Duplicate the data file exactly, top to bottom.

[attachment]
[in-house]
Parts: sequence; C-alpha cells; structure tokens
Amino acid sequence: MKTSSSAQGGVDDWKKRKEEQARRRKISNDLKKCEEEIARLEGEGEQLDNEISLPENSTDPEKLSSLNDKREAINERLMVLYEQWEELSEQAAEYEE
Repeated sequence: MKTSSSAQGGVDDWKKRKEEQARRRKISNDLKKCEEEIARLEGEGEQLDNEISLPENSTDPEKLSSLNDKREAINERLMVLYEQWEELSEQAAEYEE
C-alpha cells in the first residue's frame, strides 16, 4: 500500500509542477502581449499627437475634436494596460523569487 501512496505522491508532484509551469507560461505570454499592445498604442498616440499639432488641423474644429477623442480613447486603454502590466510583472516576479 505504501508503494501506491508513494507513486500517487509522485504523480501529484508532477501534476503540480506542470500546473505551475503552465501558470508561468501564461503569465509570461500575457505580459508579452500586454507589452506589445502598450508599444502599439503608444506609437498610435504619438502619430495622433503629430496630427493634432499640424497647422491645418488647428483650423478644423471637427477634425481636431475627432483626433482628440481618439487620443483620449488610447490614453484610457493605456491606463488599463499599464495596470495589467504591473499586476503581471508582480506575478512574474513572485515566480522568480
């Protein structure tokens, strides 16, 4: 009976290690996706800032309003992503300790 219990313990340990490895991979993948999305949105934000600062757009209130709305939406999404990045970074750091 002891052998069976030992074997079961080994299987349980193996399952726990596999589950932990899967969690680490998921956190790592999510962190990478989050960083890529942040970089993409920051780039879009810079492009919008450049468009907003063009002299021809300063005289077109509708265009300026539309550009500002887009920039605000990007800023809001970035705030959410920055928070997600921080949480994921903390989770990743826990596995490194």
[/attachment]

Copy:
[in-house]
Parts: sequence; C-alpha cells; structure tokens
Amino acid sequence: MKTSSSAQGGVDDWKKRKEEQARRRKISNDLKKCEEEIARLEGEGEQLDNEISLPENSTDPEKLSSLNDKREAINERLMVLYEQWEELSEQAAEYEE
Repeated sequence: MKTSSSAQGGVDDWKKRKEEQARRRKISNDLKKCEEEIARLEGEGEQLDNEISLPENSTDPEKLSSLNDKREAINERLMVLYEQWEELSEQAAEYEE
C-alpha cells in the first residue's frame, strides 16, 4: 500500500509542477502581449499627437475634436494596460523569487 501512496505522491508532484509551469507560461505570454499592445498604442498616440499639432488641423474644429477623442480613447486603454502590466510583472516576479 505504501508503494501506491508513494507513486500517487509522485504523480501529484508532477501534476503540480506542470500546473505551475503552465501558470508561468501564461503569465509570461500575457505580459508579452500586454507589452506589445502598450508599444502599439503608444506609437498610435504619438502619430495622433503629430496630427493634432499640424497647422491645418488647428483650423478644423471637427477634425481636431475627432483626433482628440481618439487620443483620449488610447490614453484610457493605456491606463488599463499599464495596470495589467504591473499586476503581471508582480506575478512574474513572485515566480522568480
């Protein structure tokens, strides 16, 4: 009976290690996706800032309003992503300790 219990313990340990490895991979993948999305949105934000600062757009209130709305939406999404990045970074750091 002891052998069976030992074997079961080994299987349980193996399952726990596999589950932990899967969690680490998921956190790592999510962190990478989050960083890529942040970089993409920051780039879009810079492009919008450049468009907003063009002299021809300063005289077109509708265009300026539309550009500002887009920039605000990007800023809001970035705030959410920055928070997600921080949480994921903390989770990743826990596995490194």